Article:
Want to be a good leader in his church? How well are you hiding the word of God in your heart? How well are you making his word a lamp unto your feet and a light unto your path? How well are you drawing near and winning over that gainsayer?

Fight the Good Fight

“Fight the good fight of faith, lay hold on eternal life, whereunto thou art also called, and hast professed a good profession before many witnesses.” 1 Timothy 6:12

The date was March 23, 1775. The place was St. John’s Church in Richmond, Virginia. The meeting was that of the Second Virginia Convention. They had opted to meet at St. John’s rather than at the Capital in Williamsburg. The speaker was Patrick Henry. Most all of us are familiar with his closing line that day: “I know not what course others may take; but as for me, give me liberty, or give me death!” But I’d like to share with you a few other lines from that speech. They still speak to us and to our present day situations.
Here goes: If we wish to be free . . .if we mean not basely to abandon the noble struggle in which we have so long been engaged, and which we pledged ourselves never to abandon, until the glorious object of our contest shall be obtained—we must fight—I repeat it, sir, we must fight! An appeal to arms and to the God of hosts, is all that is left us! . . .Besides, sir, we shall not fight our battles alone. There is a just God who presides over the destinies of nations and who will raise up friends to fight our battles for us. This battle is not to the strong alone; it is to the vigilant, the active, the brave.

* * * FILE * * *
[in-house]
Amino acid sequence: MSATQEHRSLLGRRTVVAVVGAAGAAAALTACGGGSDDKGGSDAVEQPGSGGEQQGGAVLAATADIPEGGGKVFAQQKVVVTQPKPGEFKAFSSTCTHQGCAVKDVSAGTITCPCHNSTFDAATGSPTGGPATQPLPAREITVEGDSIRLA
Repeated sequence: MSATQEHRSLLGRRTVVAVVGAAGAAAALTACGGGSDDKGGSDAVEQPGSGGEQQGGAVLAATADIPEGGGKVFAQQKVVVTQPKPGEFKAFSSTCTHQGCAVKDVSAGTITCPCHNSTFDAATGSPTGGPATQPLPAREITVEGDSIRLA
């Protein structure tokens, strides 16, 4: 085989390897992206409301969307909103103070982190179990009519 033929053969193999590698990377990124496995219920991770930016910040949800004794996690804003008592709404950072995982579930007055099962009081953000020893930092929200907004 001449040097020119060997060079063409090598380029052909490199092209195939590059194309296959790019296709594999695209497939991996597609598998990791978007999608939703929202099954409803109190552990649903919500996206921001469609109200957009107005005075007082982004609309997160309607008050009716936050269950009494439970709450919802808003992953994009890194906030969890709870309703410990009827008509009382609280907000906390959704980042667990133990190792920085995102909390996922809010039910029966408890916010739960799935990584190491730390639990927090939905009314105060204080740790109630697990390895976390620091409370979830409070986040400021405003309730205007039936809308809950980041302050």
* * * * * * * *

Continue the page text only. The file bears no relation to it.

As July 4th approaches and I ponder our freedom as well New York’s recent vote to legalize homosexual marriages, I can’t help but think about what it takes to truly be free. Immediately I am reminded, by Paul in the scripture above and Patrick Henry in his speech, that fighting and freedom go hand in hand. Like it or not, to maintain our freedom we are always at war.
Romans 6 & 7 indicates that there is a war going on within each of us who have given our lives to the Lord. Once we were saved, there was a new us born that wants to be faithful and obedient to God. Yet there is an old side of us that rears up at times that wants to live like we did before Christ came into our surrendered lives.
Unlike an unsaved person, though, you and I have a choice! We possess a freedom to decide—will we be free from sin and a servant to obedience or will we once more allow ourselves to be free to sin and risk being enslaved to it? Though Christ has secured our freedom from sin we can turn our back on that freedom. Thus the call to arms! Ephesians 6 tells us to dress for battle.